No, it’s not the Rolling Stones song, it’s everyday German reality. Wander around in any German city, and it won’t be long before you see a middle-aged woman with short, spiky, bright-pink hair. Blue and green are other popular options. When I was recently in Berlin, I saw a woman with orange, green, and brown hair closing up a day-care center. She also wore skin-tight leopard-skin leggings and eyed me suspiciously, which I suppose goes together. The moderator of a debate show on the public-affairs channel Phoenix, Gaby Dietzen, is a modest exemplar of this trend. Look at those cheeky white locks hovering above her wise, angular face like a tiny pair of wings. Ain’t they precious? [I rather fancy Ms. Dietzen].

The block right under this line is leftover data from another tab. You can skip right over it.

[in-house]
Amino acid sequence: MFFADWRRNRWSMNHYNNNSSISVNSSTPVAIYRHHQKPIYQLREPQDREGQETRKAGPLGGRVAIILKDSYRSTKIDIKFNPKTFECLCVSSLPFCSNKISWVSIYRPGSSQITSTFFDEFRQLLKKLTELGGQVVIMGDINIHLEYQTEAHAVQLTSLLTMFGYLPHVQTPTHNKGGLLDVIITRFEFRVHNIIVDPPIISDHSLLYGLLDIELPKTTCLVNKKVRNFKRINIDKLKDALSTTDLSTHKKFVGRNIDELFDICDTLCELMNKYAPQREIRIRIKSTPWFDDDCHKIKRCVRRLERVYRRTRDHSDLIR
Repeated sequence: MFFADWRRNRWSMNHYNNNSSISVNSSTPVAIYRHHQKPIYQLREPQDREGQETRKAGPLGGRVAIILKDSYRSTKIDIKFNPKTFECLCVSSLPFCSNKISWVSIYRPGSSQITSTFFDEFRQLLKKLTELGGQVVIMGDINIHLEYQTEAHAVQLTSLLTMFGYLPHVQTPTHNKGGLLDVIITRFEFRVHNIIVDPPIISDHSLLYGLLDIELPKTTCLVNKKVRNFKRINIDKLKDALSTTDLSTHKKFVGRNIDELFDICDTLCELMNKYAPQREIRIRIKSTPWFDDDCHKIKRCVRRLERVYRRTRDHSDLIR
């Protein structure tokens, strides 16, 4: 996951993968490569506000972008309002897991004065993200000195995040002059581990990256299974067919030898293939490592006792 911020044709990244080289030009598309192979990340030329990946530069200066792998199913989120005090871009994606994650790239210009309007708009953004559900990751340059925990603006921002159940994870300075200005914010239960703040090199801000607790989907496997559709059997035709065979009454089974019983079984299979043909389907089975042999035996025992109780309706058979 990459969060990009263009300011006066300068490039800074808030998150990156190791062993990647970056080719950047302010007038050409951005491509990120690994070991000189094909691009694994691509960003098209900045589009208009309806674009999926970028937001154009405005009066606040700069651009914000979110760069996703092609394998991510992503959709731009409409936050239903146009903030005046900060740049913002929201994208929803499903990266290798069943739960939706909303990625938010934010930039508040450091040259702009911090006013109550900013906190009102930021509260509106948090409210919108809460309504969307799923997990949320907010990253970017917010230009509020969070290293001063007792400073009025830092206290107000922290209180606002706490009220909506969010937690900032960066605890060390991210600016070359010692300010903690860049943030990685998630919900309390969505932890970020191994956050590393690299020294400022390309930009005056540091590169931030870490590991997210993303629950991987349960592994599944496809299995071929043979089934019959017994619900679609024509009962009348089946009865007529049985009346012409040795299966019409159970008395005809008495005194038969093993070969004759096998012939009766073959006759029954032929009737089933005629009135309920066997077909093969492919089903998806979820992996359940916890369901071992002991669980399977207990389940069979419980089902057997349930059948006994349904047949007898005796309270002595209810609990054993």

The answer the foreigner seeks is why? What motivates a woman of a certain age to go into a beauty salon and tell Günÿ, "cut it all off and dye the remainder bright-pink"? This morning I got one answer. In the middle of a report about what old people do with their hair on Germany’s version of NPR, they interviewed a management consultant who had bright-pink hair. Like most electric-haired women, she was a baby boomer (68ers, as they are called in Germany), and their dyeing decision is a little poke in the eye of traditional dirndl-and-pigtails conceptions of female beauty. Further, she wanted to preserve just a little bit of the 68er spirit, even as she had made her peace with capitalism: "I just wanted to stand out from the crowd." Finally, she observed, in came in handy for a frequent traveler. Whenever she needed to meet a stranger in a public place, she just said "You can’t miss me — I’m the one with bright-pink hair!"